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Delayed diagnosis of testicular torsion (04HDC00463)

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(04HDC00463, 7 June 2005)

Registered nurse ~ Medical officer ~ Public hospital ~ District health board ~ After-hours treatment ~ Emergency admission ~ Abdominal pain ~ Testicular torsion ~ Differential diagnosis ~ Triage ~ Examination ~ Investigation ~ Communication ~ Referral ~ Timeliness ~ Standard of care ~ Documentation ~ Protocols ~ Systems ~ Vicarious liability ~ Rights 4(1), 4(2)

The family of a 15-year-old boy complained about the treatment provided by a medical officer and a registered nurse at a rural public hospital.  The boy experienced intense pain in the right side of his abdomen. When pain relief had not resolved the pain, but the symptoms had worsened, the boy's mother sought medical advice by telephone. The ambulance service operator said that it sounded like testicular torsion and dispatched an ambulance. The attending ambulance officer examined the boy. His diagnosis of possible appendicitis/testicular torsion was communicated to the admitting nurse at the emergency department.

The nurse asked the boy about the level of pain, but did not examine his scrotal area, as she believed him to be embarrassed. She assigned the boy as triage level 4 (to be seen by a doctor within an hour) and telephoned the on-call doctor, who was sleeping on-site. The doctor says that the nurse did not tell him of the possibility of testicular torsion, and so he instructed her to settle the boy's pain with intravenous morphine and to continue monitoring him until the morning.

The following morning, the doctor did not have the ambulance records, and the nurse's notes did not mention testicular pain but said "testes ok". The doctor ordered further investigative procedures, but did not examine the groin area until the early afternoon, when the boy, who was about to be discharged, told his mother that he still had pain in his right testicle. The doctor found the right testicle to be swollen and tender, and instructed the boy's mother to drive the boy to the regional hospital, as he needed to get there urgently, and the doctor considered private transport to be quicker in the rural setting. Two hours later the boy arrived at the regional hospital. After further minor delays, the boy was examined and testicular torsion confirmed, but the testicle could not be saved.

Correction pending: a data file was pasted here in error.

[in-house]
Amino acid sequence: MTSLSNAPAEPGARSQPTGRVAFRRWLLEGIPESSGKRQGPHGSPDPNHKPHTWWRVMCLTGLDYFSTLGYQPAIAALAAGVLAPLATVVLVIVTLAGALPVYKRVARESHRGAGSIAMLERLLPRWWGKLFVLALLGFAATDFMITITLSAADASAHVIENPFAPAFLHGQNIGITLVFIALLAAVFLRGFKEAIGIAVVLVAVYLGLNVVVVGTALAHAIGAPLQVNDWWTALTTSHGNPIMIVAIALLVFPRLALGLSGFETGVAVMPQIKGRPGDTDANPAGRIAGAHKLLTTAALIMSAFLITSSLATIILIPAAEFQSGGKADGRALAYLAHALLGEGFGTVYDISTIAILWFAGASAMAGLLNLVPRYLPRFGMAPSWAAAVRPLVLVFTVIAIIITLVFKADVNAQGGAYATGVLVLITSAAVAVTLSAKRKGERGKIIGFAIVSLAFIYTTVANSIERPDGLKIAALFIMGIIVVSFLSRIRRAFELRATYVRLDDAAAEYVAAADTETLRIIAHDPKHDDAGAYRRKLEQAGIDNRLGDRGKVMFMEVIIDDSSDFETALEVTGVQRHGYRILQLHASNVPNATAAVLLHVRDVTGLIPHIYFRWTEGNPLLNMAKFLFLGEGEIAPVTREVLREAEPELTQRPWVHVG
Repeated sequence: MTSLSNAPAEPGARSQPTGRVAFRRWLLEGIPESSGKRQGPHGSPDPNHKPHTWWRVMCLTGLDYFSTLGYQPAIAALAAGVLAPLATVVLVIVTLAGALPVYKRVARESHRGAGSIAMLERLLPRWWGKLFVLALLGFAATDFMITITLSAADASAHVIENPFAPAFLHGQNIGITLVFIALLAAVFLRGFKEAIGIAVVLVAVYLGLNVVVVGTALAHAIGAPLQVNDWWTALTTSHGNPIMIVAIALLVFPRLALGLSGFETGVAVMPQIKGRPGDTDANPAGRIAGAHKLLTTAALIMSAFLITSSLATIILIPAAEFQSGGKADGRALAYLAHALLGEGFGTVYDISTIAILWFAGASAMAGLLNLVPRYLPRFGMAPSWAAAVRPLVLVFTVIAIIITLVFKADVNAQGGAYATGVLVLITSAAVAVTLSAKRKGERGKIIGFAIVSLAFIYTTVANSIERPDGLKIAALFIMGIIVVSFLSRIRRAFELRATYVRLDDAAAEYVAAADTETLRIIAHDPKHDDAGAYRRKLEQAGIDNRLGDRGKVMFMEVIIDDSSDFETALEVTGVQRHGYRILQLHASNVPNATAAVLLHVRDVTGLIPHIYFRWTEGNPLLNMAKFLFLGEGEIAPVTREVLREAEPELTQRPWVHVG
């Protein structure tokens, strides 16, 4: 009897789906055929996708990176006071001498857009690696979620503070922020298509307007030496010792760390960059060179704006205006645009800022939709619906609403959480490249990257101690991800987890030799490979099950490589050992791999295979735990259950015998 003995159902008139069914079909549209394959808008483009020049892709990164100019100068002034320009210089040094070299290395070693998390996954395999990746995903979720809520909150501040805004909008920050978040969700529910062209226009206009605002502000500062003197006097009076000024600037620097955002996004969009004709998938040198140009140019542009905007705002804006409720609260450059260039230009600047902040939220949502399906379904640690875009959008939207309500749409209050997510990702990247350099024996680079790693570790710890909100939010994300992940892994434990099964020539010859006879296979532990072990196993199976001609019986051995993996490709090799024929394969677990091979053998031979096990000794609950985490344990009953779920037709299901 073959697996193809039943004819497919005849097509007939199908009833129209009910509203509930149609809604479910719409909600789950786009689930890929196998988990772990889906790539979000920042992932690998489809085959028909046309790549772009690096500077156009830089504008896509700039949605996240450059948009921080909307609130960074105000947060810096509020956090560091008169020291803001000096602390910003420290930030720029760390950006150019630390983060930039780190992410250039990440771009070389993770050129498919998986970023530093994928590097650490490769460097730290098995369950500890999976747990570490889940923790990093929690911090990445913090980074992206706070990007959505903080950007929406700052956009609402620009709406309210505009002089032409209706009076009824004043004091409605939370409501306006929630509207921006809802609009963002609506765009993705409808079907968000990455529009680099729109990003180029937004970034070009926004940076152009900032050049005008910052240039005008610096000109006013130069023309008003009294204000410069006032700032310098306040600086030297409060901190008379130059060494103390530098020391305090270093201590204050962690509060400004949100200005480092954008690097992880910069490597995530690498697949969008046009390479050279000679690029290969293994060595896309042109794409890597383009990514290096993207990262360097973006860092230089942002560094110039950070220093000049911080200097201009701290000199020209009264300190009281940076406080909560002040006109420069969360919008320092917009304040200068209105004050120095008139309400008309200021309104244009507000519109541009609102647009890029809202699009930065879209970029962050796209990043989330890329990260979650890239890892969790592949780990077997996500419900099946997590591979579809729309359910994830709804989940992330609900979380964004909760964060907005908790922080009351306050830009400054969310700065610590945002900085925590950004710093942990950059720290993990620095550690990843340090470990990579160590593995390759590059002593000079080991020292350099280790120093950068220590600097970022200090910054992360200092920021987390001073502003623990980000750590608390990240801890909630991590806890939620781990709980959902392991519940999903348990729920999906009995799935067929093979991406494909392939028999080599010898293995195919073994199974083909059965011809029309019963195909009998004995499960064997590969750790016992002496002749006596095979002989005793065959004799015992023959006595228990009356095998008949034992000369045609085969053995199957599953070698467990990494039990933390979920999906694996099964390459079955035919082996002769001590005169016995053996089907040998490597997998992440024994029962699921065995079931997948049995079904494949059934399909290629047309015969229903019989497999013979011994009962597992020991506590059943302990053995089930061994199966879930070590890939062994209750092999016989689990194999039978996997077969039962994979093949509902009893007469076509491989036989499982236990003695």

It was held that although the nurse had examined the boy appropriately, she breached Right 4(1) by failing to call the doctor again when he had not seen the boy within the triage time. She also breached Right 4(2) by making incomplete records and failing to follow hospital policies for accepting verbal orders and administering medicine.

It was also held that the doctor's failure to examine the boy on his admission to hospital breached Right 4(1). On discovering the torsion, the doctor should have warned the parents that the delay already incurred might have caused irremedial damage, and contacted the regional hospital in advance to expedite treatment.

The DHB was held vicariously liable for the breaches, as it had allowed development of a culture where patients presenting overnight would wait until morning before being assessed and treated by a doctor, and it had not enforced its assessment and triage policies.

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